Cloves are a fairly common spice often used in baked goods and desserts. While you're smart to use caution when building your pregnancy diet, cloves in spice form are safe during pregnancy, according to MedlinePlus. Clove oil and clove supplements aren't, however. Always ask your obstetrician before adding anything to your pregnancy diet, including things that might seem safe or innocent.
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They're Usually Safe
In spice form, cloves are safe to use while you're pregnant. You can safely sprinkle cloves into a recipe or certain foods such as oatmeal or applesauce. According to MedlinePlus, cloves are safe, as long as they're used in food form and in doses appropriate for eating. While there isn't a specific use of cloves in relation to pregnancy, it's often used for toothaches, cough and the common cold, Drugs.com notes. Don't use cloves for these purposes during pregnancy, however, because it often takes more than the small amount you would use to flavor your food.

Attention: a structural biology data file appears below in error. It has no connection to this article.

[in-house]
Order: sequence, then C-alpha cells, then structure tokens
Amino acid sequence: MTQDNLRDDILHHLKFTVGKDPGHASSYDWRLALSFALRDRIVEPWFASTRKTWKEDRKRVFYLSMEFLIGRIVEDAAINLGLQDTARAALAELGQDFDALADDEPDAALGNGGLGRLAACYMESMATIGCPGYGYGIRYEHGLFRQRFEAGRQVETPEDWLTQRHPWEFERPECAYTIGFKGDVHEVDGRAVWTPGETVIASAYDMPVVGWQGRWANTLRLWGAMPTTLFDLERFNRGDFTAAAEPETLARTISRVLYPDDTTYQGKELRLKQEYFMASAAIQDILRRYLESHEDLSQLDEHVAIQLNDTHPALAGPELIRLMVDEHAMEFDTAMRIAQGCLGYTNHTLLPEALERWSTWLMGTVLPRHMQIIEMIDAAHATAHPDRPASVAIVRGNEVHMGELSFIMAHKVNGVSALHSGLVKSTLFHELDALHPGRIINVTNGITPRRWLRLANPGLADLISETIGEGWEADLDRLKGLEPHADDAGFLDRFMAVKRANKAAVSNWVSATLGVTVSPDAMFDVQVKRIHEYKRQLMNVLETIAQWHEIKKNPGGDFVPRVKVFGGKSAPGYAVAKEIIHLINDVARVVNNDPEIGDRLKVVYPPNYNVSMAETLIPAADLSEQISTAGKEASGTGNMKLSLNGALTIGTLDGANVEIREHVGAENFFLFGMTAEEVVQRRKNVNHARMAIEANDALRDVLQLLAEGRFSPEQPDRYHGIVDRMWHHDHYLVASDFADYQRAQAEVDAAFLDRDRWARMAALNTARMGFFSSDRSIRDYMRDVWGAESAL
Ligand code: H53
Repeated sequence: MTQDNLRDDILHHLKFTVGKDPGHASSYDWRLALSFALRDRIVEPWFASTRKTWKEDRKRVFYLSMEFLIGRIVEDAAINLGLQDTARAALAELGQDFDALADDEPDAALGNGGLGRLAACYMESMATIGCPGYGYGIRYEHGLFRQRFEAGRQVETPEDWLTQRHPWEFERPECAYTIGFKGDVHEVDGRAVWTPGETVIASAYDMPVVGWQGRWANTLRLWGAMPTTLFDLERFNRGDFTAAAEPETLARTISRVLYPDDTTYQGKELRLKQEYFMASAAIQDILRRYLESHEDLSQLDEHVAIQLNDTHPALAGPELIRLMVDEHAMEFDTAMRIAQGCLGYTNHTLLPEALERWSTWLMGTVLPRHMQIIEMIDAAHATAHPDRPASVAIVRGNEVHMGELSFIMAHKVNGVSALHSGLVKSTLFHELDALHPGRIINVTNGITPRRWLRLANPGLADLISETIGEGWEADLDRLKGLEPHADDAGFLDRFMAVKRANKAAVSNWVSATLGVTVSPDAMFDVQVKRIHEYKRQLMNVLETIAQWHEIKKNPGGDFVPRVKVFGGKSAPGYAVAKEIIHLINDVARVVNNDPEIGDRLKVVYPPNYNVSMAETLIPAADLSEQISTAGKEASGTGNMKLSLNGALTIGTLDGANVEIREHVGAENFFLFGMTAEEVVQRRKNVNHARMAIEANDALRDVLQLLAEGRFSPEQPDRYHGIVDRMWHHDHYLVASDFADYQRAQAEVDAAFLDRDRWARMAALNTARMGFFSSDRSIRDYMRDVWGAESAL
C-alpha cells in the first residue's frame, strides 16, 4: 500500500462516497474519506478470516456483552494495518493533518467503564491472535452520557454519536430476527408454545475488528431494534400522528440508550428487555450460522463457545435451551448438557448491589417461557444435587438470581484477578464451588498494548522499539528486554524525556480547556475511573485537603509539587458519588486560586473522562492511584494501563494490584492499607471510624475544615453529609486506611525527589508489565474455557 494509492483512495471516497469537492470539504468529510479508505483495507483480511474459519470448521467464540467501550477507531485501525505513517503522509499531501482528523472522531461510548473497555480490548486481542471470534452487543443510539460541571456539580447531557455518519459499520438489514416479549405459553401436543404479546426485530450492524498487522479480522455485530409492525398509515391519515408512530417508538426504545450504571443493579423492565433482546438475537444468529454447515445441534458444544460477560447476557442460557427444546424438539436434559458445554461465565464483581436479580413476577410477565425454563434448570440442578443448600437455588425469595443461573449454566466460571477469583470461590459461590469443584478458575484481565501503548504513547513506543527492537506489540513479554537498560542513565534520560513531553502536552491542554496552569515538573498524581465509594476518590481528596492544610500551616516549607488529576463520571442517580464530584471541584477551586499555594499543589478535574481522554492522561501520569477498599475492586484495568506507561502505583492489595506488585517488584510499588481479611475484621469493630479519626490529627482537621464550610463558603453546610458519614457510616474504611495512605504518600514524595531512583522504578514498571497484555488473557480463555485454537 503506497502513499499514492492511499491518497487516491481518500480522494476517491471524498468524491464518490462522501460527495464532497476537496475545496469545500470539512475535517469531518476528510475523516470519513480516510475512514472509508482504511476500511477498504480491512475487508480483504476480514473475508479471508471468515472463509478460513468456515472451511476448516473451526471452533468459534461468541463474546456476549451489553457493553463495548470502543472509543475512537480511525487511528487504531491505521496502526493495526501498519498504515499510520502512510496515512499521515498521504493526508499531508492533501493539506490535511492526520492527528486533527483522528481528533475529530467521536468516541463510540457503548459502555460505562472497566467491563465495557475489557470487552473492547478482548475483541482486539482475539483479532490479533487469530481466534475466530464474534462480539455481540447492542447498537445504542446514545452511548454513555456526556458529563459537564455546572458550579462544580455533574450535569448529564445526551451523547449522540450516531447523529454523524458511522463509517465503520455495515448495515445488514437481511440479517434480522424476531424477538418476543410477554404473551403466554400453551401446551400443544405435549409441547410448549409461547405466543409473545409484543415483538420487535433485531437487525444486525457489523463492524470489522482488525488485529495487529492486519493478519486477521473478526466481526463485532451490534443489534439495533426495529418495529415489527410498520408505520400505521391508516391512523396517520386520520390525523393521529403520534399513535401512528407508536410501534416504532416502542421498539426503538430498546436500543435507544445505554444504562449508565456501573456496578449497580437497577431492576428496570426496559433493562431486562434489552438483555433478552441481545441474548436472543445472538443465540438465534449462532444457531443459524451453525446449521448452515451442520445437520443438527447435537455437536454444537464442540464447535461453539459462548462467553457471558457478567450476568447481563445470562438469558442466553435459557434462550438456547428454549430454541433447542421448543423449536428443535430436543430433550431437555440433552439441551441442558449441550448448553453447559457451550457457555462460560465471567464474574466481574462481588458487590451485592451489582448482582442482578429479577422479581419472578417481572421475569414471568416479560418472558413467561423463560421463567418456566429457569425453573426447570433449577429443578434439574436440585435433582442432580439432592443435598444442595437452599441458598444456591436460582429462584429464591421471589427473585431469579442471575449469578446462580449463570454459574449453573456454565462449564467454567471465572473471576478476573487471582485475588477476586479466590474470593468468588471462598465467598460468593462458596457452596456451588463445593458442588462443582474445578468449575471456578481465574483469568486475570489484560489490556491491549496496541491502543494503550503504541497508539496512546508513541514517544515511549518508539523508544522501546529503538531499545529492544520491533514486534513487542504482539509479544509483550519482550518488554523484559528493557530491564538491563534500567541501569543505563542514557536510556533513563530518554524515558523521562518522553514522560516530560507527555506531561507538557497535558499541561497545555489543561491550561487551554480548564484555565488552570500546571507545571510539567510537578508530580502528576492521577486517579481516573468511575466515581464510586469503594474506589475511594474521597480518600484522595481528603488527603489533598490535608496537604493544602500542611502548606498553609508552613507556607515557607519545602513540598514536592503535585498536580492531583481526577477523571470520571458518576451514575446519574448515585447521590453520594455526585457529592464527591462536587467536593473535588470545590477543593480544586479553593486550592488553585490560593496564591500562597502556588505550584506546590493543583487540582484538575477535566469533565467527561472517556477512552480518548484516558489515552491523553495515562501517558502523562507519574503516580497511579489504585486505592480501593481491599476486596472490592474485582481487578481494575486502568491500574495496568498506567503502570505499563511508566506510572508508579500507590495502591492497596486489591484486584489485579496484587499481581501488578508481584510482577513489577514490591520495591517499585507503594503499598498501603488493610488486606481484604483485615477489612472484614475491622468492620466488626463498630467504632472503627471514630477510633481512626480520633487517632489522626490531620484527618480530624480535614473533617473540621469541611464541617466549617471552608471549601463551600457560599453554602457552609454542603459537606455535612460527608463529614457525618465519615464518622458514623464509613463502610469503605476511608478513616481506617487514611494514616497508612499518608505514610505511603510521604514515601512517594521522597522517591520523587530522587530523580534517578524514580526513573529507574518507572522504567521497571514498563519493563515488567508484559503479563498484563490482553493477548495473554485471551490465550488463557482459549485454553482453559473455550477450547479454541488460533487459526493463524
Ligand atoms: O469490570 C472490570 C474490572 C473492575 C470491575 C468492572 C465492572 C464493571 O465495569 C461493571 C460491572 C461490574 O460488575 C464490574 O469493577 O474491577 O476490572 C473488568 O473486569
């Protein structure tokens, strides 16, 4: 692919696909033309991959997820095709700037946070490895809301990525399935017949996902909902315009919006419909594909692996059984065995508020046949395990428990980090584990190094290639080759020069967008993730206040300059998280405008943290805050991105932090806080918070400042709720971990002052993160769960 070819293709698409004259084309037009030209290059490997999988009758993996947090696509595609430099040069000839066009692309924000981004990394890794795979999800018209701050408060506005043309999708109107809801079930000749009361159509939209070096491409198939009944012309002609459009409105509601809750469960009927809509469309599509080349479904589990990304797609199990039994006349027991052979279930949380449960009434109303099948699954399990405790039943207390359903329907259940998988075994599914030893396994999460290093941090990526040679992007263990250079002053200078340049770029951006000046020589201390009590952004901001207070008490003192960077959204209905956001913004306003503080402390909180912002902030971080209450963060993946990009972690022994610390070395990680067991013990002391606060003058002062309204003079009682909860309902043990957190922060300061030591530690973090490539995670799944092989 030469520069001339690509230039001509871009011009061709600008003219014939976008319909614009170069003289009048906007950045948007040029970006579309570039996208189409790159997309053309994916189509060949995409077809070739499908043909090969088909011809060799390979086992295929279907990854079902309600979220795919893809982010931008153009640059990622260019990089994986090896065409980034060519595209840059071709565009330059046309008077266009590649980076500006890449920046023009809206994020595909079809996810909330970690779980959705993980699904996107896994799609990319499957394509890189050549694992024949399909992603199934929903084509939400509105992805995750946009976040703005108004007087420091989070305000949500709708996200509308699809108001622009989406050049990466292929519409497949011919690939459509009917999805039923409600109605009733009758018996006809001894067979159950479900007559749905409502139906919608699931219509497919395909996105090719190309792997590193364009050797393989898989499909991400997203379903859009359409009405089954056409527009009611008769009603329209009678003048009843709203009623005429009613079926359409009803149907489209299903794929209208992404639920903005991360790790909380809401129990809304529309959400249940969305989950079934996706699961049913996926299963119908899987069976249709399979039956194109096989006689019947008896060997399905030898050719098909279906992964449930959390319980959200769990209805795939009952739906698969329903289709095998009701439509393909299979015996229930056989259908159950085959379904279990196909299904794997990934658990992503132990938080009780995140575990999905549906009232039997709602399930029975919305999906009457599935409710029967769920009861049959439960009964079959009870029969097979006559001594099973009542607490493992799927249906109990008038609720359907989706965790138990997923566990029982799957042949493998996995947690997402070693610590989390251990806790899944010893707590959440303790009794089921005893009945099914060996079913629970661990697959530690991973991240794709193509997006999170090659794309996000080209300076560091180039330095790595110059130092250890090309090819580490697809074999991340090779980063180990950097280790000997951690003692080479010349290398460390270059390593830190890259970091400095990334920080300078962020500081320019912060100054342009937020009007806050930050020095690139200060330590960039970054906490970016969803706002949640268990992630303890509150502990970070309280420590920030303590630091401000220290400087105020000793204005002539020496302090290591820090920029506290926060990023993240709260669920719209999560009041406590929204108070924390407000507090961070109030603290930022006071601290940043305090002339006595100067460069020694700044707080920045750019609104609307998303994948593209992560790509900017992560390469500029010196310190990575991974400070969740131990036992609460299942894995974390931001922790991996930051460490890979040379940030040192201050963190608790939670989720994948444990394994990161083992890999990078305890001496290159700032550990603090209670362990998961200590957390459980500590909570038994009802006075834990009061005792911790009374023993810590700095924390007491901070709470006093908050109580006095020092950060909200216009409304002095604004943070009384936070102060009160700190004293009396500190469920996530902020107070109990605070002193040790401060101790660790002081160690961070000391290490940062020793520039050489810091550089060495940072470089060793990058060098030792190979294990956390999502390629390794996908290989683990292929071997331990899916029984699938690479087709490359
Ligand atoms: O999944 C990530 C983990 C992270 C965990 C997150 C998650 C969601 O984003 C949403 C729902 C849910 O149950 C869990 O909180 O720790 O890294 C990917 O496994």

You Get All This
When you sprinkle cloves on your food or use it in a recipe, you'll get small amounts of certain nutrients that are essential for a healthy pregnancy. A teaspoon of cloves supplies a small dose of iron, which is crucial for the formation of blood and can reduce the risk of low birth weight and premature delivery, the American Pregnancy Association notes. That same teaspoon of cloves delivers small amounts of vitamin E for proper muscle formation and calcium for the formation of bones and teeth.
Creativity With Cloves
Cloves are a bold spice that will add a burst of flavor to foods, and you can safely incorporate them into a variety of the foods you've included in your pregnancy diet. Sprinkle ground cloves into homemade muffins and bread. Add a unique flavor to beef stew or chicken noodle soup by adding a small amount of cloves. Put a small shake of ground cloves into your favorite hot tea, hot cocoa or coffee to enhance the taste. Include cloves in marinades for grilled meat and vegetables, too.
Back Away Slowly
While small amounts of cloves in food form are perfectly safe, clove supplements and clove oil are not. Though technically not food, you do ingest them, which can cause potential harm to your unborn baby. Clove oil shouldn't be used on the skin, either. According to Pregnancy.org, you shouldn't use clove oil during pregnancy because it's a uterine stimulant, which means that it can cause your uterus to contract before it's time for your baby to be born. Dr. Michael C. Lu, author of "Get Ready to Get Pregnant," reports that clove oil can cause cell death. This can interfere with the normal development of your baby. Always ask your obstetrician before using clove supplements for medicinal purposes, because they aren't regulated by the Food and Drug Administration and usually exceed the amount you would use in a recipe.